• There is, understandably, a lot of public distrust of corporations, so a lot of good sustainability work and social impact is going under the radar. Customer expectations these days are high.  Businesses need to change the narrative, start reporting what they are doing for others, not just for themselves.  Perhaps bring in third-party assurance.

(Joanna Marshall-Cook, UCL; Katie Buchanan, Virgin Media; Chris Matthews, United Utilities)

These speakers explored really creative and interesting ways of getting the information about the social/sustainability impact of a company out there to those who are asking the questions and looking for answers.  Customers, consumers, employees and even investors are much more engaged in the non-financial impact a company has, so it was great to be given some useful tips on how to reach them.

It was a really great event, and I am glad I had the opportunity to attend.  My only suggestion to edie would be that, for the next one, it would be great to hear from a couple of SME speakers.  While it was really good to hear from a lot of big corporations, SMEs have challenges in terms of budgets, time and manpower that can affect their sustainability practice and reporting, so it would be really encouraging to hear from SMEs that are addressing the issues, making an impact, and reporting successfully.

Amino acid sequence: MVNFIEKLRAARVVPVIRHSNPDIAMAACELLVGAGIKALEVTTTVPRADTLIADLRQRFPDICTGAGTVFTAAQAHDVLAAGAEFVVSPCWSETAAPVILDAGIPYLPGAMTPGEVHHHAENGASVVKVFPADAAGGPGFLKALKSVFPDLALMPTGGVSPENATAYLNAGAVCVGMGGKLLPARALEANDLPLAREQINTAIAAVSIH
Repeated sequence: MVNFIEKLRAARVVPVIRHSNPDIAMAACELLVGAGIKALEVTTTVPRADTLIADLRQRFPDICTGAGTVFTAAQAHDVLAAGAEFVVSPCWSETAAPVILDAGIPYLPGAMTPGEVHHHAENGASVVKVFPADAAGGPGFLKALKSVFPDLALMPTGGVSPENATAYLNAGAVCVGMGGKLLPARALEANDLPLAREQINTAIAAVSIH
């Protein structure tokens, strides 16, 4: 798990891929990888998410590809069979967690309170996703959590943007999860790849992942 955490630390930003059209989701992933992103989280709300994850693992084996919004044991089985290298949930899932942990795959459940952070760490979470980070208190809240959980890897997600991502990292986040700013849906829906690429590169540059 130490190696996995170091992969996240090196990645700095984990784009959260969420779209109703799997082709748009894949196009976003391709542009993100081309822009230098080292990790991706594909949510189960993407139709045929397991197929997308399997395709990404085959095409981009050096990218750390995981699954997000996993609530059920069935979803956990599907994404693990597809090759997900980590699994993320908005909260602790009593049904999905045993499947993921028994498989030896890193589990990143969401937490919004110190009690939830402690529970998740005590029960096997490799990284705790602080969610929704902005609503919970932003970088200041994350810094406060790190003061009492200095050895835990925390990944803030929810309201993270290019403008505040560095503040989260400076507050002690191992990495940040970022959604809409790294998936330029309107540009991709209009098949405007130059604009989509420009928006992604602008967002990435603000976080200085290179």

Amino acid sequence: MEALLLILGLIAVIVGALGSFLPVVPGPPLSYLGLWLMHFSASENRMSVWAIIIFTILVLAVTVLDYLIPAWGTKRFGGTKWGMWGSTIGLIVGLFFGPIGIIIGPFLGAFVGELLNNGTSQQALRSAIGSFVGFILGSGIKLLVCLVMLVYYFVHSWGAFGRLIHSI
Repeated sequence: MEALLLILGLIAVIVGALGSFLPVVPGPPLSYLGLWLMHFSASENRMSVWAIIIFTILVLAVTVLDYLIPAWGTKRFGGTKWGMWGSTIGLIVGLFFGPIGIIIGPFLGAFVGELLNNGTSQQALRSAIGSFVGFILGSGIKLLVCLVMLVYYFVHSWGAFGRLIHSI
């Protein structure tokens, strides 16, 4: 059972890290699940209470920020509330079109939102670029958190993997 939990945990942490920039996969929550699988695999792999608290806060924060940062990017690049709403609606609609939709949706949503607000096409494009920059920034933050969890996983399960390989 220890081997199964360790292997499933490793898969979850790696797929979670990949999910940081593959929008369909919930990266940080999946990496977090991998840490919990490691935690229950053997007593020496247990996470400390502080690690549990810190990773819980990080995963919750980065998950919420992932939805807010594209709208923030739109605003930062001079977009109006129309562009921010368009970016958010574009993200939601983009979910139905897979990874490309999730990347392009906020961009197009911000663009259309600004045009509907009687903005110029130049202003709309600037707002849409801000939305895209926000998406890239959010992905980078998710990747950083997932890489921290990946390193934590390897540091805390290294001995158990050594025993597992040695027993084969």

I’ll finish by asking you all to think about ‘kyosei’.  Stuart Poore, from Canon, mentioned it in his talk, and it is Canon’s corporate philosophy. Ryuzaburo Kaku (Canon’s first President), said that kyosei ‘can best be defined as a “spirit of cooperation,” in which individuals and organizations live and work together for the common good. A company that is practicing kyosei establishes harmonious relations with its customers, its suppliers, its competitors, the governments with which it deals, and the natural environment. When practiced by a group of corporations, kyosei can become a powerful force for social, political, and economic transformation.’

Working together for the common good – I think kyosei is a philosophy we should all be considering.


Written by: Sarah Milburn, West Midlands Programme Coordinator and Communications Lead

Disclaimer: The views and opinions expressed in this article are those of the author and do not necessarily reflect the official policy or position of Solutions for the Planet Ltd.